>there teams to respond to verbal commands so they could do other things
                        >while working. HI was the common command for left and HO was used to
                        >tell the team to go right. A clicking of the tongue was a common move to
                        >start the team and of course everyone knows the WHOA command to stop.
                        >We commonly tied off the reins to the front of the wagon while loading
                        >hay and used voice commands to drive the team. The last I drove was as
                        >a teenager, Many moons ago!
                        >
                        > So how do we determine the fact from the fiction?
                        >
                        >Frank Pierson
                        >
                        >
                        ince I asked the question I am glad you stirred the pot. And by the way noww
                        that you mention it, I believe there was an animated cartoon where one of
                        the songs goes Hi Ho Hi Ho its off to work we go...........

                        Still I want to find tha

                        _________________________________________________________________
                        STOP MORE SPAM with the new MSN 8 and get 2 months FREE*
                        http://join.msn.com/?page=features/junkmail
                      • joseph Klapkowski
                        S ... ince I asked the question I am glad you stirred the pot. And by the way noww that you mention it, I believe there was an animated cartoon where one of
                        Message 11 of 11 , Jan 1, 2003
                        • 0 Attachment
                          S


                          >From: Frank Pierson <fpierson@...>
                          >Reply-To: FJGRailroad@yahoogroups.com
                          >To: FJGRailroad@yahoogroups.com
                          >Subject: Re: [FJGRailroad] Origin of Hojack (Was: RW&O)
                          >Date: Wed, 01 Jan 2003 06:09:04 -0500
                          >
                          >I hate to stir the pot on this, but I know how history tends to change
                          >the facts a bit. Many team drivers of both horses and asses trained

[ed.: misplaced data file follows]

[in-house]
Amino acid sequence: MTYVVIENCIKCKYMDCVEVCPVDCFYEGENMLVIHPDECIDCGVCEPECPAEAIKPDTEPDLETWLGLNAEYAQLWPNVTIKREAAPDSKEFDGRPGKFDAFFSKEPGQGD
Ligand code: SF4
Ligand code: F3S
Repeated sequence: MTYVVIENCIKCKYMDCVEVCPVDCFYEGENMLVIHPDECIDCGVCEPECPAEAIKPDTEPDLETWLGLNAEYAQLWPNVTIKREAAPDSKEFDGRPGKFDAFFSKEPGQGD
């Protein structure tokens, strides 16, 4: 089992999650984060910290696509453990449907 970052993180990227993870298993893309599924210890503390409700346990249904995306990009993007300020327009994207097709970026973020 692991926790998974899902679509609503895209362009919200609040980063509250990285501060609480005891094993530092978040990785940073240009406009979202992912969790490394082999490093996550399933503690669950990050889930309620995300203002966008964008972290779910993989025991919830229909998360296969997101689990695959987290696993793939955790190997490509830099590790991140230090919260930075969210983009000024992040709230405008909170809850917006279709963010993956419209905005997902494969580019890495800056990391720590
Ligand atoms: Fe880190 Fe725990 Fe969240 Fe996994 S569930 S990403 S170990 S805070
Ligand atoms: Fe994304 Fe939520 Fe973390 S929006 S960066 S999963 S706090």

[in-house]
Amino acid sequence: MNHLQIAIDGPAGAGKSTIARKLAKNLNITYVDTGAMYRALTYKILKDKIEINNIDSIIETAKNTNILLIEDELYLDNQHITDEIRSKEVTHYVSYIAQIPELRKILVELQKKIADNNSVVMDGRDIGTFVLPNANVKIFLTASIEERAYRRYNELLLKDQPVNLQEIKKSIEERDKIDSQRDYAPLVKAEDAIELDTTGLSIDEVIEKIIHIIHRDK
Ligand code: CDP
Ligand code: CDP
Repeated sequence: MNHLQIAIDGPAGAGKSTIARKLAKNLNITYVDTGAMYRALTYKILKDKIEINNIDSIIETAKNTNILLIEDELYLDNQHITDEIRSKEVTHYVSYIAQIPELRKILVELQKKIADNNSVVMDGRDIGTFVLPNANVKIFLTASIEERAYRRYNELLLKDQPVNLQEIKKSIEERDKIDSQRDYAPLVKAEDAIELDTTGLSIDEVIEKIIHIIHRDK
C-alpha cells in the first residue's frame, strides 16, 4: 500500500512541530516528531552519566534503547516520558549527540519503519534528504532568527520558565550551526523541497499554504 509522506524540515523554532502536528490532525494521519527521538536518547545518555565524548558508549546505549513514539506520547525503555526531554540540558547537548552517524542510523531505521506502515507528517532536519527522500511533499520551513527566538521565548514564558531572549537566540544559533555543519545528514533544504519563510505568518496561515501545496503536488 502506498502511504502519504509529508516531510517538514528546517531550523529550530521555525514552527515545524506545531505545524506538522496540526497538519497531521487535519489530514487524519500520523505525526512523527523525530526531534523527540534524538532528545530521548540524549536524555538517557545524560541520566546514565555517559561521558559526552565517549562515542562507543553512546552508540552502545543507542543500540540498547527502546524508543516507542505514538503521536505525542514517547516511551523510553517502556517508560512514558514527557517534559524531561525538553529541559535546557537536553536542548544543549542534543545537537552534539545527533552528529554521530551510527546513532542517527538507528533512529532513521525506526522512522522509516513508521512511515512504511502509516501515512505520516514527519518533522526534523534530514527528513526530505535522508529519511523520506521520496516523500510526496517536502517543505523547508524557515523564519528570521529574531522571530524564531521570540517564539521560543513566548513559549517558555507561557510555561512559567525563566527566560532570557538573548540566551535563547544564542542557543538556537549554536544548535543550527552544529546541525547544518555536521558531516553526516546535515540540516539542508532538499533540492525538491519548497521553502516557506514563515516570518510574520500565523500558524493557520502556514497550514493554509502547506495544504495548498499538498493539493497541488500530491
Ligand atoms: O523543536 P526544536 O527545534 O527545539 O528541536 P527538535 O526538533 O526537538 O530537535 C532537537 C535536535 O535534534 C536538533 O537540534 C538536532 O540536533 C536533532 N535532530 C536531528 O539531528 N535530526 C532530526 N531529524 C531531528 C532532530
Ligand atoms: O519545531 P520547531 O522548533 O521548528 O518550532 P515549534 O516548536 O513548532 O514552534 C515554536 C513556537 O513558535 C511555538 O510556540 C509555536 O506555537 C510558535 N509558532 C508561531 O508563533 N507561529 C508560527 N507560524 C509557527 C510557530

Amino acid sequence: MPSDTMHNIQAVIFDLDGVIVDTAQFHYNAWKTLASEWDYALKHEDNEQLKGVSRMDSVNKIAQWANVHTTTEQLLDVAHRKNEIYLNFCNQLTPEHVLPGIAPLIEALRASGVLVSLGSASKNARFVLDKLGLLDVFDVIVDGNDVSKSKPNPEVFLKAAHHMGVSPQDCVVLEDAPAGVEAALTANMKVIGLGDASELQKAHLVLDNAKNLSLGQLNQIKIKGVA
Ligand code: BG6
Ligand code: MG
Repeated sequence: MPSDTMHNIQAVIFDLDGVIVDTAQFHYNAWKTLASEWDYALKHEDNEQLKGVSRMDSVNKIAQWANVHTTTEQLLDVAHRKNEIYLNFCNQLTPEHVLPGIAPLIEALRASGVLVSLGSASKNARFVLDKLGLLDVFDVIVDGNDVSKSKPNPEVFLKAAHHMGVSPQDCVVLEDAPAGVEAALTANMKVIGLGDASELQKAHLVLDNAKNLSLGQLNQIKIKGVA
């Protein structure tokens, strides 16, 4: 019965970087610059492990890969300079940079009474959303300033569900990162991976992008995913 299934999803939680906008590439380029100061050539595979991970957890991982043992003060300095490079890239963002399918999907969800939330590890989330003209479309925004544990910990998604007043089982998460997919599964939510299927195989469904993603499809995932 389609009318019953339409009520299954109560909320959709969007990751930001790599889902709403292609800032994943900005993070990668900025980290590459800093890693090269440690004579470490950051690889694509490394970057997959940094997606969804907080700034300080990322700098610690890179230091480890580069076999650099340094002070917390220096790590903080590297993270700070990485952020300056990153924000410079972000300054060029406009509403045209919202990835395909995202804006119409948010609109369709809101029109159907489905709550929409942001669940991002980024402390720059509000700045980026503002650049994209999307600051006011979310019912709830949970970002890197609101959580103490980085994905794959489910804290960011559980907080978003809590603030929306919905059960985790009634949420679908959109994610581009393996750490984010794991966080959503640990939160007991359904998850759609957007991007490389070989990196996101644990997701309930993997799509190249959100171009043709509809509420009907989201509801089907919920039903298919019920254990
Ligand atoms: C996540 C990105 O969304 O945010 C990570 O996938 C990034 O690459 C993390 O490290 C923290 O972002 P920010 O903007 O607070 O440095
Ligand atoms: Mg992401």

>there teams to respond to verbal commands so they could do other things
                          >while working. HI was the common command for left and HO was used to
                          >tell the team to go right. A clicking of the tongue was a common move to
                          >start the team and of course everyone knows the WHOA command to stop.
                          >We commonly tied off the reins to the front of the wagon while loading
                          >hay and used voice commands to drive the team. The last I drove was as
                          >a teenager, Many moons ago!
                          >
                          > So how do we determine the fact from the fiction?
                          >
                          >Frank Pierson
                          >
                          >
                          ince I asked the question I am glad you stirred the pot. And by the way noww
                          that you mention it, I believe there was an animated cartoon where one of
                          the songs goes Hi Ho Hi Ho its off to work we go...........

                          Still I want to find that definite answer that I don't thing exists. But I
                          wish I had Hungerfords book. I am sure it would explain it...

                          _________________________________________________________________
                          STOP MORE SPAM with the new MSN 8 and get 2 months FREE*
                          http://join.msn.com/?page=features/junkmail
                        Your message has been successfully submitted and would be delivered to recipients shortly.